6. Improving the Performance of Trace-based Systems by False Loop Filtering, Hiroshige Hayashizaki, Peng Wu, Hiroshi Inoue, Mauricio Serrano, Toshio Nakatani, ASPLOS 2011
    • Trace-based compilation is a promising technique for language compilers and binary translators. It offers the potential to expand the compilation scopes that have traditionally been limited by method boundaries. Detecting repeating cyclic execution paths and capturing the detected repetitions into traces is a key requirement for trace selection algorithms to achieve good optimization and performance with small amounts of code. One important class of repetition detection is cyclic-path-based repetition detection, where a cyclic execution path (a path that starts and ends at the same instruction address) is detected as a repeating cyclic execution path. However, we found many cyclic paths that are not repeating cyclic execution paths, which we call false loops. A common class of false loops occurs when a method is invoked from multiple call-sites. A cycle is formed between two invocations of the method from different call-sites, but which does not represent loops or recursion. False loops can result in shorter traces and smaller compilation scopes, and degrade the performance. We propose false loop filtering, an approach to reject false loops in the repetition detection step of trace selection, and a technique called false loop filtering by call-stack-comparison, which rejects a cyclic path as a false loop if the call stacks at the beginning and the end of the cycle are different. We applied false loop filtering to our trace-based Java ™ JIT compiler that is based on IBM's J9 JVM. We found that false loop filtering achieved an average improvement of 16% and 10% for the DaCapo benchmark when applied to two baseline trace selection algorithms, respectively, with up to 37% improvement for individual benchmarks. In the end, with false loop filtering, our trace-based JIT achieves a performance comparable to that of the method-based J9 JVM / JIT using the corresponding optimization level.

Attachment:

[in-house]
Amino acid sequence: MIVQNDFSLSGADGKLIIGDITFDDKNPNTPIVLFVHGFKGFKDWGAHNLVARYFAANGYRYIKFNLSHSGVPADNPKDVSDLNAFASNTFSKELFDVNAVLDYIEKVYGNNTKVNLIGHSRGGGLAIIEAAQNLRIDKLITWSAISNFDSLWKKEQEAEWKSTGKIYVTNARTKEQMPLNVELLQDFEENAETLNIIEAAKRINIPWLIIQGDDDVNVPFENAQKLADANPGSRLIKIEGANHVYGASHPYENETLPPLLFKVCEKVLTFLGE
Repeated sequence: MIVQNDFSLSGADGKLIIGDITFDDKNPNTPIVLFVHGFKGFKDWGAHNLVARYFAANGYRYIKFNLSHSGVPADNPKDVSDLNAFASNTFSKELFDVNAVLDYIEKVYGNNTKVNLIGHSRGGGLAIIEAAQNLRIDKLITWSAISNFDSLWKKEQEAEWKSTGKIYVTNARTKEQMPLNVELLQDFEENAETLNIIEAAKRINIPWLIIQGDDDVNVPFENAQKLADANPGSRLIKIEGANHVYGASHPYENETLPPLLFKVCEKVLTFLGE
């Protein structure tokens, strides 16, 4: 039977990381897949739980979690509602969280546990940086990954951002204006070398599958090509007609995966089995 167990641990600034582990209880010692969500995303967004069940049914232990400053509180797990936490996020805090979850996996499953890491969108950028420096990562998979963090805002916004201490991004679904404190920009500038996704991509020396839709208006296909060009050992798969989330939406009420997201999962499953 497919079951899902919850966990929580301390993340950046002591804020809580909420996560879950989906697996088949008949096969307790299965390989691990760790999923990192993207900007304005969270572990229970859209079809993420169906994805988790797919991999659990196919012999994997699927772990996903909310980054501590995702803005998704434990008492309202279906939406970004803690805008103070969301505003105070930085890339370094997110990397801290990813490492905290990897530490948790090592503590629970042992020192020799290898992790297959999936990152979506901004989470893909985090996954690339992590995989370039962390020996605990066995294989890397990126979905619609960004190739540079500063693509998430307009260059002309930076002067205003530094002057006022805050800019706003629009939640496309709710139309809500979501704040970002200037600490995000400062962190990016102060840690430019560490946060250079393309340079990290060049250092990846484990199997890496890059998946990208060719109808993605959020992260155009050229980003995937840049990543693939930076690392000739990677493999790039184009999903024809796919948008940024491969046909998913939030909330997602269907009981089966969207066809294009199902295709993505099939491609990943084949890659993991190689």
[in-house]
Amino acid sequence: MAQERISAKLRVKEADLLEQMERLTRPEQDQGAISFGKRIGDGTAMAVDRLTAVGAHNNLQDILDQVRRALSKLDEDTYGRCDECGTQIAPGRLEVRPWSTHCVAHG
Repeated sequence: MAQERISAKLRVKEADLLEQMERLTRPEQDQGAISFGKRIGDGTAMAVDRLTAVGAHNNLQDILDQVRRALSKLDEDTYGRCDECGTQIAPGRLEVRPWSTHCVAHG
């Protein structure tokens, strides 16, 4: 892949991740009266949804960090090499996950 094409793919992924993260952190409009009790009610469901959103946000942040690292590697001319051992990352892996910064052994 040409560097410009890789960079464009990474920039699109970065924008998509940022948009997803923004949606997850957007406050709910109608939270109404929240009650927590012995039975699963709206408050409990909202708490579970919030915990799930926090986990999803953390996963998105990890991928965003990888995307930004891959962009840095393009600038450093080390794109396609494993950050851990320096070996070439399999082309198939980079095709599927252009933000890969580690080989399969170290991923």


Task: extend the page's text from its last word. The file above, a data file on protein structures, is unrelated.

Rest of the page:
7. DRFx: A Simple and Efficient Memory Model for Concurrent Programming Languages. Daniel Marino (University of California, Los Angeles), Abhayendra Singh (University of Michigan, Ann Arbor), Todd Millstein (University of California, Los Angeles), Madanlal Musuvathi (Microsoft Research, Redmond), Satish Narayanasamy (University of Michigan, Ann Arbor). PLDI 2010.
    • The most intuitive memory model for shared-memory multithreaded programming is sequential consistency (SC), but it disallows the use of many compiler and hardware optimizations thereby impacting performance. Data-race-free (DRF) models, such as the proposed C ++ 0x memory model, guarantee SC execution for datarace-free programs. But these models provide no guarantee at all for racy programs, compromising the safety and debuggability of such programs. To address the safety issue, the Java memory model, which is also based on the DRF model, provides a weak semantics for racy executions. However, this semantics is subtle and complex, making it difficult for programmers to reason about their programs and for compiler writers to ensure the correctness of compiler optimizations. We present the DRFx memory model, which is simple for programmers to understand and use while still supporting many common optimizations. We introduce a memory model (MM) exception which can be signaled to halt execution. If a program executes without throwing this exception, then DRFx guarantees that the execution is SC. If a program throws an MM exception during an execution, then DRFx guarantees that the program has a data race. We note that SC violations can be detected in hardware through a lightweight form of conflict detection. Furthermore, our model safely allows aggressive compiler and hardware optimizations within compiler-designated program regions. We formalize our memory model, provide several properties about this model, describe a compiler and hardware design suitable for DRFx, and evaluate the performance overhead due to our compiler and hardware requirements.
  8. PetaBricks: a language and compiler for algorithmic choice. Jason Ansel, Cy Chan, Yee Lok Wong, Marek Olszewski, Qin Zhao, Alan Edelman, and Saman Amarasinghe. 2009. In Proceedings of the 2009 ACM SIGPLAN conference on Programming language design and implementation (PLDI '09). ACM, New York, NY, USA, 38-49.